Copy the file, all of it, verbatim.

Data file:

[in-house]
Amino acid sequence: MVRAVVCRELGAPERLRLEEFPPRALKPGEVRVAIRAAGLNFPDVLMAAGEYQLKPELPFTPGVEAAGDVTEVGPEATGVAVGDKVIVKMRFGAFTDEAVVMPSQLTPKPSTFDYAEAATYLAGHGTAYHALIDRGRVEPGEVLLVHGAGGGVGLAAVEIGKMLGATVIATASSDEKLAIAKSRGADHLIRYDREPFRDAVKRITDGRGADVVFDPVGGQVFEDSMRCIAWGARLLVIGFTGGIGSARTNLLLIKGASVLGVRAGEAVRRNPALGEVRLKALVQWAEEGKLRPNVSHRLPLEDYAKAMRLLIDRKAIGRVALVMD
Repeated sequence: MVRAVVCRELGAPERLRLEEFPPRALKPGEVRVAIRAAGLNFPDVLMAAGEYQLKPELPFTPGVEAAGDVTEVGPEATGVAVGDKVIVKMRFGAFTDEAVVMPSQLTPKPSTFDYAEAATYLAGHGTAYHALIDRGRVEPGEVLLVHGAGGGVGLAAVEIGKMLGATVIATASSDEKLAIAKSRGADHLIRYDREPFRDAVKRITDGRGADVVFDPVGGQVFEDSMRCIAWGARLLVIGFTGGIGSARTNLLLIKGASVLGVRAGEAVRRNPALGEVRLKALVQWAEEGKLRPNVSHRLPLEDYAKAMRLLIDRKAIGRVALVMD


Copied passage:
[in-house]
Amino acid sequence: MVRAVVCRELGAPERLRLEEFPPRALKPGEVRVAIRAAGLNFPDVLMAAGEYQLKPELPFTPGVEAAGDVTEVGPEATGVAVGDKVIVKMRFGAFTDEAVVMPSQLTPKPSTFDYAEAATYLAGHGTAYHALIDRGRVEPGEVLLVHGAGGGVGLAAVEIGKMLGATVIATASSDEKLAIAKSRGADHLIRYDREPFRDAVKRITDGRGADVVFDPVGGQVFEDSMRCIAWGARLLVIGFTGGIGSARTNLLLIKGASVLGVRAGEAVRRNPALGEVRLKALVQWAEEGKLRPNVSHRLPLEDYAKAMRLLIDRKAIGRVALVMD
Repeated sequence: MVRAVVCRELGAPERLRLEEFPPRALKPGEVRVAIRAAGLNFPDVLMAAGEYQLKPELPFTPGVEAAGDVTEVGPEATGVAVGDKVIVKMRFGAFTDEAVVMPSQLTPKPSTFDYAEAATYLAGHGTAYHALIDRGRVEPGEVLLVHGAGGGVGLAAVEIGKMLGATVIATASSDEKLAIAKSRGADHLIRYDREPFRDAVKRITDGRGADVVFDPVGGQVFEDSMRCIAWGARLLVIGFTGGIGSARTNLLLIKGASVLGVRAGEAVRRNPALGEVRLKALVQWAEEGKLRPNVSHRLPLEDYAKAMRLLIDRKAIGRVALVMD